Ditches are a common feature of the Manhood Peninsula but are often overlooked. They provide an important function of carrying water into larger waterways and thence to the sea and are thus an integral part of effective flood prevention.
Ditches also provide a wetland habitat for many wildlife species including the nationally rare and endangered Water Vole. Managing ditches for fl ood alleviation and prevention can work hand in hand with good habitat maintenance if the right kind of sympathetic management practices are used.
Ditches are most effective when they are permit water to fl ow and are connected to the wider network of waterways. This allows movement of water away from fl ood areas into bigger channels, such as the rifes, and then into the harbours. The ditches also permit “tanking” – ie the holding of large volumes of water, after rain has fallen, which can then be absorbed back into the ground or which can flow away.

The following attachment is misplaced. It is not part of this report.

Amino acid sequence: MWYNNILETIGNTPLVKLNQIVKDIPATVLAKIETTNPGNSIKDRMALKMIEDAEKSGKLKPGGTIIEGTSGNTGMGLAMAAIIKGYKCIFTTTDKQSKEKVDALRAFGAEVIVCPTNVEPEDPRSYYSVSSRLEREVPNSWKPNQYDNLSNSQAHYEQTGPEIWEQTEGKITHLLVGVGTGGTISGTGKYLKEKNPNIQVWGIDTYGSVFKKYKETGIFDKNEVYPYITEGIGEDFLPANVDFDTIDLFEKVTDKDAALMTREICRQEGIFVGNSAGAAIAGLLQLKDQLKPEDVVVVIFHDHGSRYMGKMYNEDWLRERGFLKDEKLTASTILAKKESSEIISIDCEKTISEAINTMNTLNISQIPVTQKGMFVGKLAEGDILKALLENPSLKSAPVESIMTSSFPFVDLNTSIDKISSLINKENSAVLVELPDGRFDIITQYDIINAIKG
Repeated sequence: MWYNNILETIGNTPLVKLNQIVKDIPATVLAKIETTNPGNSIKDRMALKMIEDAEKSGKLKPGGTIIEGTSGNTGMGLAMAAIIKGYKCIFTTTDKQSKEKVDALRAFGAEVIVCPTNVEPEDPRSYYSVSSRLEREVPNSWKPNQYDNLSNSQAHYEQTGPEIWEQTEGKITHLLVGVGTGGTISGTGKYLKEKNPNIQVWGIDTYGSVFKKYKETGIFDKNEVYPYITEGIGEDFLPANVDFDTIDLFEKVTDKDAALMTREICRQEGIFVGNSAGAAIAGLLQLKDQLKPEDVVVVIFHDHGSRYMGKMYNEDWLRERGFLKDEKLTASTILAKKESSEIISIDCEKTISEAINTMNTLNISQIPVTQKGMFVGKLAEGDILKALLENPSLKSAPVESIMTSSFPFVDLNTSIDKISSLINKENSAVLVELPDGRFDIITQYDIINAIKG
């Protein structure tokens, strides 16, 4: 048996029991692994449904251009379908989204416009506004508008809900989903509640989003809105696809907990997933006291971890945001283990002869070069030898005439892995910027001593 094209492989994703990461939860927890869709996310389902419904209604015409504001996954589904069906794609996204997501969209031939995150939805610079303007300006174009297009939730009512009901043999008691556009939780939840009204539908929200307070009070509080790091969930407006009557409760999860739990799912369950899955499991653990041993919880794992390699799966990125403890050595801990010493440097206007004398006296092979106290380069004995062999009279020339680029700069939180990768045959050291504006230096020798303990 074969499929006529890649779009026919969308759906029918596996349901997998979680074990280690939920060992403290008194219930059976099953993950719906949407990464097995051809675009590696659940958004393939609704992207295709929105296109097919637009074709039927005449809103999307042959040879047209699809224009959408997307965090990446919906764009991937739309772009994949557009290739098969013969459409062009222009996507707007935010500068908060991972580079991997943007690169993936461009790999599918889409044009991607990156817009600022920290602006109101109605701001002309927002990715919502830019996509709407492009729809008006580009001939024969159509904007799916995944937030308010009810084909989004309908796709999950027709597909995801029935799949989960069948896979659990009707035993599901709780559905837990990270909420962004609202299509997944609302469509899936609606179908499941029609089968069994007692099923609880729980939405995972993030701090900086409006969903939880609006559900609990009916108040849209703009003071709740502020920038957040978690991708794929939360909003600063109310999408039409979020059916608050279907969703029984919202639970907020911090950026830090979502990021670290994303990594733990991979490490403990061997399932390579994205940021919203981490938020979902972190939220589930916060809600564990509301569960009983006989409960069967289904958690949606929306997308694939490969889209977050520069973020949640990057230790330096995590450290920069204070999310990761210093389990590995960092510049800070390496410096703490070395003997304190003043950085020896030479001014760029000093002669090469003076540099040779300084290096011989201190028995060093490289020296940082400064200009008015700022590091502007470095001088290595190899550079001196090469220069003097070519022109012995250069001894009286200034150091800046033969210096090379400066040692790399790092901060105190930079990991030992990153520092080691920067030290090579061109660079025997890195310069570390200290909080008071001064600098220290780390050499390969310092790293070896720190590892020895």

Culverts, the underground piping of water, however, are prone to becoming blocked, breaking and they cannot hold water for absorption, or allow the surrounding land to drain into them.
They require regular, often expensive maintenance frequently from an outside agency. Culverts also have no wildlife value and can act as a barrier to the movement of wildlife such as water voles through riparian habitats.
Advice for Water Management
Arun and Rother Rivers Trust (ARRT) – works on a catchment basis and includes the Western streams some of which are part of the Manhood Peninsula. c/o Barlavington Estate Offi ce, Dye House Lane, Duncton, Petworth, West Sussex GU28 0LF. www.arrt.org.uk
BlueprintforWater – www.blueprintforwater.org.uk
Downs & Harbours Clean Water Partnership – Project Manager Offi ce: 023 9224 9215; Mobile: 07714 132949; Email: email@example.com
Environment Agency Solent and South Downs Area Office – Guildbourne House, Chatsworth Road, Worthing, Sussex, BN11 1LD 0370 8506506 statutory organisation oversees water quality, manages flood and coastal risks and issues permits
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